In the U.S. context, the deep economic recession beginning in 2008 with double-digit unemployment both nationally and in various hitherto industrial states offers a rare combination of structural and ideological openings for reintroducing New Deal-style executive and legislative interventions.  It is significant that the rise of worker cooperatives in Argentina followed on the heels of the financial default and economic crisis of 2001 fueled by rampant deindustrialization, high unemployment, and a dramatic growth of poverty and indigence.

The Argentine Example

In Argentina, workers have asserted their right to take over factories on the basis of national and provincial constitutional law that allows for the takeover of private enterprises with reasonable compensation in the interest of the “common good” and “public use.”  These actions occur when there is clear evidence that the effects of economic recession are fraudulently used by owners to decapitalize and disinvest in their firms.  Some owners have reaped millions of dollars in government credits for non-production-related financial speculation while breaking labor contracts with workers and depriving them of their earned wages.  Still others simply walked away from their enterprises by declaring bankruptcy and then, unburdened by financial duress, began new ones with unorganized cheaper labor.  Expropriation by Argentine provincial or municipal legislatures on a case-by-case basis gives the cooperative workers protection from the creditors’ demands upon the previous owners who incurred any possible debts.  Without expropriation creditors can demand the auctioning off of the buildings and their contents, throwing the workers into the streets.  60% of the worker cooperatives have been given legal protection by provincial expropriations.11  In some cases bankruptcy court rulings allow the workers to commence production as compensation for lost wages and benefits or allow for rental or lease agreements — always under the legal usage of the right to set up worker cooperatives.  In a few exceptional cases, workers themselves purchase the bankrupt enterprise over time.12

It should not be lost on the OWS movement that the watchword for Argentine workers recuperating their factories was “Occupy, Resist, and Produce!”  In many cases workers occupied the factories that were about to be abandoned by their owners and sought support from neighbors, community networks, social movements, public-spirited lawyers, and progressive left political parties with a history of militancy.  Once established, workers banding together can almost always make a go of the recuperated factory or enterprise by a significant shift in working-class cultural values and orientations.  Workers working collectively, rather than competing individually to please managers and bosses, a climate of fostering a team mentality becomes possible.  In a recuperated worker cooperative, knowledge of the enterprise’s resources necessary for production, deeper knowledge of the product itself, and an understanding of the challenges to market the product become more widely dispersed among the workforce.  The workers are involved in the hiring of new cooperative members, participate in the discipline of those working, and have the increasing potential to participate in questions of reinvestment or redistribution of the profits.  Information is no longer held by capitalist owners and managers as a wedge of power applied against the workers but generously shared with those workers with a vocation and appetite for enhanced understanding of the production process.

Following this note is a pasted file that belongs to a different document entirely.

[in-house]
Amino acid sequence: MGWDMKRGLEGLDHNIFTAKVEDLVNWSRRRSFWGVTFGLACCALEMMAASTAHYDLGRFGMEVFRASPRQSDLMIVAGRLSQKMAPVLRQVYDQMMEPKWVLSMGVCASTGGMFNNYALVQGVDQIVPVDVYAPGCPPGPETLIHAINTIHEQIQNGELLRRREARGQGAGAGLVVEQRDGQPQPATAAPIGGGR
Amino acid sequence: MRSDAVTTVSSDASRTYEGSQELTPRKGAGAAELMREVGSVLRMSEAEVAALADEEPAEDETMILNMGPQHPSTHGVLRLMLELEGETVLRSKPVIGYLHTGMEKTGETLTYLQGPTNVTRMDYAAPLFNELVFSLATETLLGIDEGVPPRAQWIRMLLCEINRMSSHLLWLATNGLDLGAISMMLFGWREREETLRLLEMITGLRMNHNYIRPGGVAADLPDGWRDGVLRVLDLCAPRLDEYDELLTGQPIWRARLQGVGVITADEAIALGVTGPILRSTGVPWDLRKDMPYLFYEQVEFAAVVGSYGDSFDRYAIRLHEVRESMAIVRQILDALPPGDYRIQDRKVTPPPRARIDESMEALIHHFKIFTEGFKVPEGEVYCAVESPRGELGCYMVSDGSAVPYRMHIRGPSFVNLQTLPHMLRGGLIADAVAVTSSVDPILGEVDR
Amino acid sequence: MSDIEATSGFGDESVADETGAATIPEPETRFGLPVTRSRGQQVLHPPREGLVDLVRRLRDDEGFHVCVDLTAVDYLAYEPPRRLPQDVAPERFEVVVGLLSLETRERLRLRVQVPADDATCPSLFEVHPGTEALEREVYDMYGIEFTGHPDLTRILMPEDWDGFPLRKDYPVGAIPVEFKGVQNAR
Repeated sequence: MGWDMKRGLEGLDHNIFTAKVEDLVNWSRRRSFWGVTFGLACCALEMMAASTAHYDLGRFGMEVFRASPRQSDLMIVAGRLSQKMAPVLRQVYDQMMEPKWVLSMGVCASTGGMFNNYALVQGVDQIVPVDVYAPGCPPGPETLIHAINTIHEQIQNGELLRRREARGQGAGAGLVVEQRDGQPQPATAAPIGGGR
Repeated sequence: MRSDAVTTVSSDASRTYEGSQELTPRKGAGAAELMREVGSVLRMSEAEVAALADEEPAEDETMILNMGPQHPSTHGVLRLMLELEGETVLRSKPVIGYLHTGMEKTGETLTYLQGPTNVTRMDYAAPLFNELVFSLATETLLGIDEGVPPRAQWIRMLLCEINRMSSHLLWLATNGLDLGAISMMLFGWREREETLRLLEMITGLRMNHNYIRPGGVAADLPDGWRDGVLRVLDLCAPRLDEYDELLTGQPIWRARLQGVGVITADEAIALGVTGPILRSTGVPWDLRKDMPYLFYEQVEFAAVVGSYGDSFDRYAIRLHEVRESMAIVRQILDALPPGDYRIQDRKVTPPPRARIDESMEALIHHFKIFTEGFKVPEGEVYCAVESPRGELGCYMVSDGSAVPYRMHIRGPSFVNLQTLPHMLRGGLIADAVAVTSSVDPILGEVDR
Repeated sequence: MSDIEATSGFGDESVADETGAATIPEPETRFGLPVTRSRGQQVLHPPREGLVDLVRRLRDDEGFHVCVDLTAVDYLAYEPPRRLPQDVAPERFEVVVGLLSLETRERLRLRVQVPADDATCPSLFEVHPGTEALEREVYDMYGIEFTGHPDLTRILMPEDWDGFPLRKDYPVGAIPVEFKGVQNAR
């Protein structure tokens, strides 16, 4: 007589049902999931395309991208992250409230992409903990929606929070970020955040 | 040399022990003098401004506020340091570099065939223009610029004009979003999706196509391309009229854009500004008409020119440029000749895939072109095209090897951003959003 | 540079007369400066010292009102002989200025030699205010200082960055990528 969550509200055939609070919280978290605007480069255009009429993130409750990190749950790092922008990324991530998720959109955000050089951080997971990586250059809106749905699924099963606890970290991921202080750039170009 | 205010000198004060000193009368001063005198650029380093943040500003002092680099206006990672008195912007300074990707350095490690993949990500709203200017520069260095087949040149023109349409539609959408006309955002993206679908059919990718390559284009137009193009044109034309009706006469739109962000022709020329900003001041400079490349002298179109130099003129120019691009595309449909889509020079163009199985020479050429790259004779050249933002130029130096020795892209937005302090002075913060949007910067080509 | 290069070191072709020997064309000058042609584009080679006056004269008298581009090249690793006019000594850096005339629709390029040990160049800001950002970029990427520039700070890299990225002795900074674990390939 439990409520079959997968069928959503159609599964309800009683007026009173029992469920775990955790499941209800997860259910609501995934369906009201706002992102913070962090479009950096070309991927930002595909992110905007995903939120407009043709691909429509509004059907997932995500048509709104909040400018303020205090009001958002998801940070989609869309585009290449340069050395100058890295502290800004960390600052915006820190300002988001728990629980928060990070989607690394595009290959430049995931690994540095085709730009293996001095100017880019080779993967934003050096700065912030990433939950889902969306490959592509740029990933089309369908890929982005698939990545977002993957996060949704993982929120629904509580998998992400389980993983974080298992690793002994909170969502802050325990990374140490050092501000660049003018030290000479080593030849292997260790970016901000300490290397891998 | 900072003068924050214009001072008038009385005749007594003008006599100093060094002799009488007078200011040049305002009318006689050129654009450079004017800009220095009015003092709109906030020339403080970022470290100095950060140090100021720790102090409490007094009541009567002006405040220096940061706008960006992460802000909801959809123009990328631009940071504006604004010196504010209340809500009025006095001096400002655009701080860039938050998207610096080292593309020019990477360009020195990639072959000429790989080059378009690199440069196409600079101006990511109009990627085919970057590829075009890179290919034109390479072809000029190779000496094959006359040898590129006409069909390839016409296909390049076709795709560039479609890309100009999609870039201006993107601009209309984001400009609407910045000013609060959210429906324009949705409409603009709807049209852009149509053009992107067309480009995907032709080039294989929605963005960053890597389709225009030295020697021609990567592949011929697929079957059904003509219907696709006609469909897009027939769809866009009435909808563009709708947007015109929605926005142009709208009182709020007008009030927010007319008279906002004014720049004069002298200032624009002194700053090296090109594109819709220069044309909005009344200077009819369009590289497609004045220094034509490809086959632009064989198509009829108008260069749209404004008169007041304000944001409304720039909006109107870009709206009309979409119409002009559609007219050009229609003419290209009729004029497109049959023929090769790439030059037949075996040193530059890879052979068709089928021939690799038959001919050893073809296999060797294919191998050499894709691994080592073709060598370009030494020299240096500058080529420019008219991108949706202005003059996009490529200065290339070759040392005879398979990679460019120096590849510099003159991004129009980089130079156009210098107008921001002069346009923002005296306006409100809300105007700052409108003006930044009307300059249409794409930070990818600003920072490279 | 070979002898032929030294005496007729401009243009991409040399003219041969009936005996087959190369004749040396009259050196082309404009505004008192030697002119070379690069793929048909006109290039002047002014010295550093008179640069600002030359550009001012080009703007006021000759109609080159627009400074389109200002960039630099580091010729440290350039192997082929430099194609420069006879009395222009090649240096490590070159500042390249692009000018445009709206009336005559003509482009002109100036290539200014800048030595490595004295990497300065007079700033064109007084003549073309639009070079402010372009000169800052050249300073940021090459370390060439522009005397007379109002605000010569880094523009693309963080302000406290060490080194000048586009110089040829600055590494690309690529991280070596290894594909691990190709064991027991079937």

The rate of continuity of Argentine cooperatives as of 2008 was 93% with only a 7% mortality rate.13  They have managed to carve out areas of economic survival that attests to worker initiative, collective engagement, and reconfiguring the workplace.  As the workers proceed in the occupation and recuperation of their workplaces, they are touching on fundamental questions concerning the direction of the neoliberal economy.  As the legal advisor to the 480-member Zanón/Fasinpat ceramic workers cooperative told me, “If there were 100 Zanóns this would be a different country.  Zanón is struggling not to be just another factory but to be the leading edge of social change in Argentina.”14  By their capacity to form alliances with progressive legal, community, political, and labor forces available to them, they symbolize an alternative path to economic development that is predicated on worker solidarity and democracy in the workplace.  The collective ownership of the workplace acts as a cultural catalyst for worker sacrifice, ingenuity, and creativity.  Workers often originally formed cooperatives to avoid unemployment and poverty.15  Nevertheless through struggle and sacrifice they become socialized to a novel working class culture they are willing to defend.  I argue that this model can be duplicated in the United States.